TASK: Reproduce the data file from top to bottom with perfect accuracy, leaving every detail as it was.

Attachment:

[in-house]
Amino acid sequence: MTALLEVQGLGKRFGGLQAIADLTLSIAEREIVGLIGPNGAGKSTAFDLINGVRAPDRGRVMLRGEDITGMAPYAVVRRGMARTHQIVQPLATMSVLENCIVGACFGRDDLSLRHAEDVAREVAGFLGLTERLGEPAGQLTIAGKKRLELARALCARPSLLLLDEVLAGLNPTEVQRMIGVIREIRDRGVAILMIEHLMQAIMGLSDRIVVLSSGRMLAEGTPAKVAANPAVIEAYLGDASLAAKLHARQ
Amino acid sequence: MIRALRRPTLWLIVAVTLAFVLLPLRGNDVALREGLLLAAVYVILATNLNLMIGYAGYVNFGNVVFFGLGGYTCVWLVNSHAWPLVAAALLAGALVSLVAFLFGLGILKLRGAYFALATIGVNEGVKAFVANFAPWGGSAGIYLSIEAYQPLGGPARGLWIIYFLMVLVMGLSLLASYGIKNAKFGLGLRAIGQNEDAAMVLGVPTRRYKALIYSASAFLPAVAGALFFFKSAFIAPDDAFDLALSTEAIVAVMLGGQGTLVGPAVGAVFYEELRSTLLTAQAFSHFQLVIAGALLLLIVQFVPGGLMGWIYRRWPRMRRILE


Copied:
[in-house]
Amino acid sequence: MTALLEVQGLGKRFGGLQAIADLTLSIAEREIVGLIGPNGAGKSTAFDLINGVRAPDRGRVMLRGEDITGMAPYAVVRRGMARTHQIVQPLATMSVLENCIVGACFGRDDLSLRHAEDVAREVAGFLGLTERLGEPAGQLTIAGKKRLELARALCARPSLLLLDEVLAGLNPTEVQRMIGVIREIRDRGVAILMIEHLMQAIMGLSDRIVVLSSGRMLAEGTPAKVAANPAVIEAYLGDASLAAKLHARQ
Amino acid sequence: MIRALRRPTLWLIVAVTLAFVLLPLRGNDVALREGLLLAAVYVILATNLNLMIGYAGYVNFGNVVFFGLGGYTCVWLVNSHAWPLVAAALLAGALVSLVAFLFGLGILKLRGAYFALATIGVNEGVKAFVANFAPWGGSAGIYLSIEAYQPLGGPARGLWIIYFLMVLVMGLSLLASYGIKNAKFGLGLRAIGQNEDAAMVLGVPTRRYKALIYSASAFLPAVAGALFFFKSAFIAPDDAFDLALSTEAIVAVMLGGQGTLVGPAVGAVFYEELRSTLLTAQAFSHFQLVIAGALLLLIVQFVPGGLMGWIYRRWPRMRRILE